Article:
In 2010 I saw 100 different movies in 100 different theaters. Here are the details.

Thursday, October 17, 2013

82. My Dog Tulip

Clay Theatre

Now anchoring a trendy stretch of San Francisco's Fillmore St., Landmark's Clay Theatre opened in 1910. Tied with the Vogue only a handful of blocks away, the Clay is the third oldest theater in the city still showing movies. (Jack Tillmany's Theatres of San Francisco dates the Vogue to 1912, and the Clay to 1914, but I've chosen the earlier dates reported on the corresponding theater pages.) Originally opening as the Regent, and then later known as the Avalon, the Clay's original façade had a deeper inset under an arch, with the ticket booth an island in the middle. The arch is gone, but the front still looks good (excepting that strange window with curtains and Christmas lights). Some of that exterior real estate has been ceded to the lobby, and the ticket booth is embedded in one of the sides like the turret to a castle.

Even in a single screen theater where a patron's purpose is unambiguous, I always appreciate a comfortable bench in the lobby (like at the Lumiere). If a lobby is worth having at all, why not make it attractive and comfortable to sit in? Like at other Landmark theaters, the concession stand is vegan-friendly, with veggie dogs, vegan cookies, and different tasty drinks (honest-ade, pomegranate blue). The theater's lobby and bathrooms are larger than the otherwise equally sized Vogue.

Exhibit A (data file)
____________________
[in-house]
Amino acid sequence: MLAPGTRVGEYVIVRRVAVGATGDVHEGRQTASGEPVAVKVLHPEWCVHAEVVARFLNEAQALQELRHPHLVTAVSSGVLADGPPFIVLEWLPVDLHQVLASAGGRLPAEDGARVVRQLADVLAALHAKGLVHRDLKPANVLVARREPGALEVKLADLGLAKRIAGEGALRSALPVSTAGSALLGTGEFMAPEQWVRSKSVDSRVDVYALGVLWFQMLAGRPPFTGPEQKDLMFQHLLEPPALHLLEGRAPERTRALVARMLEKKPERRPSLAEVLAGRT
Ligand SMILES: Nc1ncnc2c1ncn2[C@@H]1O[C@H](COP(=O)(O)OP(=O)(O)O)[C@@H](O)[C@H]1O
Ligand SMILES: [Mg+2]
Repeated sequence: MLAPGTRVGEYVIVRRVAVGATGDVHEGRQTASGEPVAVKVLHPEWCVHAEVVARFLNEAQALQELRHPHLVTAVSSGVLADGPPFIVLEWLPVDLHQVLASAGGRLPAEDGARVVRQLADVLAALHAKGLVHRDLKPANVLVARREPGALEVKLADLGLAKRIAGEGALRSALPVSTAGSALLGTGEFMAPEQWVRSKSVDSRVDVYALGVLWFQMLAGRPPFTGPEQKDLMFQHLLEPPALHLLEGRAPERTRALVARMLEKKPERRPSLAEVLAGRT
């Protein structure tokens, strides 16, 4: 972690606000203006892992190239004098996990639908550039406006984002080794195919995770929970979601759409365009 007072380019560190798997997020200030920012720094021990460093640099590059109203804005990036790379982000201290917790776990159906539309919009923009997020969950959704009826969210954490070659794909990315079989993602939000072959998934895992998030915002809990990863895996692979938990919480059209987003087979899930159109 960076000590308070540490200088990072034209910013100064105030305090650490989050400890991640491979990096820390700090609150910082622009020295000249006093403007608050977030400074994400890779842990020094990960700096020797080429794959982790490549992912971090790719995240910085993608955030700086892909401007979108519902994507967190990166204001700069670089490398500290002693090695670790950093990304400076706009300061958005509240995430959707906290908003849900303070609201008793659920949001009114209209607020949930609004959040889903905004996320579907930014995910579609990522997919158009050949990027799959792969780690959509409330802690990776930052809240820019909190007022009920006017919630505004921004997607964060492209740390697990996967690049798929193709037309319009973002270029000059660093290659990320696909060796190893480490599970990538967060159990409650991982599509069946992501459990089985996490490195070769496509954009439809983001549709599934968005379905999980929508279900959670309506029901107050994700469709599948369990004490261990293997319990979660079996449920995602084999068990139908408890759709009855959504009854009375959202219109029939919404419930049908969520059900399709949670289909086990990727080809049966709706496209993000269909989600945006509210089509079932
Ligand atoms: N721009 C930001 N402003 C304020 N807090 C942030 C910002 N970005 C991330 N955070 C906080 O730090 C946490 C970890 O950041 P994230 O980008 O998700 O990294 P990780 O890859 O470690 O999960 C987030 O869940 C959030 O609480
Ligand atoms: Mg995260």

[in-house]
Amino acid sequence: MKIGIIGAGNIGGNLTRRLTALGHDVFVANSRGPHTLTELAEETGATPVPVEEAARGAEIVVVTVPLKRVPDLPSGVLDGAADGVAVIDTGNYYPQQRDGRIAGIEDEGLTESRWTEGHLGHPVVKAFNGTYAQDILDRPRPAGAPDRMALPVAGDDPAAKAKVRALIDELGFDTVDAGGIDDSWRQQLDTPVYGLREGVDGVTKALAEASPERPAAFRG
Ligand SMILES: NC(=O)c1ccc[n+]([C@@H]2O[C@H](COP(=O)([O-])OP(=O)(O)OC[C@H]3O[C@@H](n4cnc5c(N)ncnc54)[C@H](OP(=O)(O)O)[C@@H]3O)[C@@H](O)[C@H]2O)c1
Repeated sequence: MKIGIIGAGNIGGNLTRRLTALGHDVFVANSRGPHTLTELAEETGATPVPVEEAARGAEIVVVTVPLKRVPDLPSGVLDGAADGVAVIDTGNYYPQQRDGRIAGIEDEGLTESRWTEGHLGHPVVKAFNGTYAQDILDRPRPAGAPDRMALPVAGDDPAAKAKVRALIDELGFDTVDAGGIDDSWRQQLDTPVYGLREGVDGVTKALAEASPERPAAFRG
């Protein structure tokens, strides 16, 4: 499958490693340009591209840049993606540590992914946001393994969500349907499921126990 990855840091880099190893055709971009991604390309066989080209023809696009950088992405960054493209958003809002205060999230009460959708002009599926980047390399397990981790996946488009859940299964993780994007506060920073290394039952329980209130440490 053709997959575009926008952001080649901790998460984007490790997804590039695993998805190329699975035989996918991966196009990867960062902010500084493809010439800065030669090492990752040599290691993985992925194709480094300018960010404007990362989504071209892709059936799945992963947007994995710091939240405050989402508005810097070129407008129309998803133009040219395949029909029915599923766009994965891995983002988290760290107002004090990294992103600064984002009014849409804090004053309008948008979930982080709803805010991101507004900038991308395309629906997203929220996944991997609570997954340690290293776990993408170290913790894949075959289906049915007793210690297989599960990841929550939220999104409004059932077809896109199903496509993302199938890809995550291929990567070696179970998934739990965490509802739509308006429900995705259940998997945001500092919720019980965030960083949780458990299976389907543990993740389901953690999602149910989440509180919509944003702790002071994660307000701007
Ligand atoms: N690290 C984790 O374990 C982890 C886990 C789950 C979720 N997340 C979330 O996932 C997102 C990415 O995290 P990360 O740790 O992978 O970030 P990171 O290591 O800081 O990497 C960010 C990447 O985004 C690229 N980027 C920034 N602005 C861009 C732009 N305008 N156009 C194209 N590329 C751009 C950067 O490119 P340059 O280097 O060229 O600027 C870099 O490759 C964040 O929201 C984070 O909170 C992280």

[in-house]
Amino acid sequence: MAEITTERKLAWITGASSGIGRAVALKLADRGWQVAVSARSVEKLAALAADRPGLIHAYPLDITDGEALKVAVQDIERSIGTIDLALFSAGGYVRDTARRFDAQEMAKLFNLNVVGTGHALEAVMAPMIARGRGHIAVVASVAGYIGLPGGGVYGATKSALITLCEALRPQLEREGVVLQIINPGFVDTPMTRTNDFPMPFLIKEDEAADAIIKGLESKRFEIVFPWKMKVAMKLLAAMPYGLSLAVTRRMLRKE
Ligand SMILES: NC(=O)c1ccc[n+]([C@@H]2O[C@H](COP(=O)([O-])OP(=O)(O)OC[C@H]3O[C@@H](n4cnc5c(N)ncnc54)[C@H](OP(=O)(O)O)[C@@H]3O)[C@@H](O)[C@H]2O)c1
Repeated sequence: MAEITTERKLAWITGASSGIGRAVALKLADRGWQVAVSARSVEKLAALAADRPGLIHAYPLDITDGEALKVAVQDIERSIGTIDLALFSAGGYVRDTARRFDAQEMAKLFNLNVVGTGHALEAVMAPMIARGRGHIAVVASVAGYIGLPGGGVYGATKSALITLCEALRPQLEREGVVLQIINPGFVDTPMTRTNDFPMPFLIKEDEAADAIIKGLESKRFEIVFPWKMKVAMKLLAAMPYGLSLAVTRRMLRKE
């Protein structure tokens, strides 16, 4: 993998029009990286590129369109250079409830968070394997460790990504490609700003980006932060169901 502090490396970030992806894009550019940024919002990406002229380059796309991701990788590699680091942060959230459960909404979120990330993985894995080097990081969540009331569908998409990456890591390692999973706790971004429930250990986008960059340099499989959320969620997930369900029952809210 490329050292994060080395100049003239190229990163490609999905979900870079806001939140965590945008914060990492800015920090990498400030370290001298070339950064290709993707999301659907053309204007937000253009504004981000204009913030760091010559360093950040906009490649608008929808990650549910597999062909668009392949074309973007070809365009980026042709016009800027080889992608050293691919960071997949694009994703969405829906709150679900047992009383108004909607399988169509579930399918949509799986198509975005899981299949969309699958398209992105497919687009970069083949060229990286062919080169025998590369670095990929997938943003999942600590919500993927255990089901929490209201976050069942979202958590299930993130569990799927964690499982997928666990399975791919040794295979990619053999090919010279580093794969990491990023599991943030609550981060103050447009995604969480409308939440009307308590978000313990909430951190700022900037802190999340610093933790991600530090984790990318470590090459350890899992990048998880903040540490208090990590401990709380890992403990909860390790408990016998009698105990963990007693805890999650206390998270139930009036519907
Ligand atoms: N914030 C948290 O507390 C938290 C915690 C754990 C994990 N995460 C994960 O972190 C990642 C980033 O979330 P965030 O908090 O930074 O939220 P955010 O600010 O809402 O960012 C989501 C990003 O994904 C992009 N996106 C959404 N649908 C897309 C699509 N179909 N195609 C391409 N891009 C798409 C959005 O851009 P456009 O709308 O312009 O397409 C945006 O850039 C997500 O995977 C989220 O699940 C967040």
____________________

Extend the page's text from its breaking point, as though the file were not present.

A shelf filled with postcards and schedules included Lankmark's San Francisco Film Calendar, the film guide for the Castro, and the 15th Berlin & Beyond Film Festival (now approaching its 18th year). I applaud the cooperation of theaters promoting each others' programs.

A red curtain hangs in the lobby to shield the auditorium from ambient light. Inside, red fabric walls are decorated with framed posters advertising AmelieEd Wood, and City of Lost Children, in their original French titles where appropriate. A shallow stage juts out from below the screen. The auditorium sports 320 comfortable seats for its single screen, almost identical in number (and resulting stats) as for the Vogue.

A major difference, though, is that while the Vogue showed ~69 different movies in 2010, the Clay hosted a mere ~20, the fewest of any theater in the Bay Area with daily showings. It held over Los Abrazos Rotos (Broken Embraces) for nearly two months, and three other titles for a month each. My Dog Tulip was on the disfavored side, being kept for just two weeks. The one aberration is a single showing of The Rocky Horror Picture Show on the last Saturday of each month (I still have never seen that movie).

This was my second visit to the theater, after March of the Penguins in 2005. Just a few months before this visit, the Clay had threatened to close (source); obviously it did not, and it remains open to this day.


Oasis's "Wonderwall" played, advertising their forthcoming greatest hits album. I had not heard about them since their successful 1995 album (What's the Story) Morning Glory?, but apparently they've released seven albums in total.

Also heard "Ragdoll" by Lucy Woodward, who sounds a bit like Jessica Rabbit.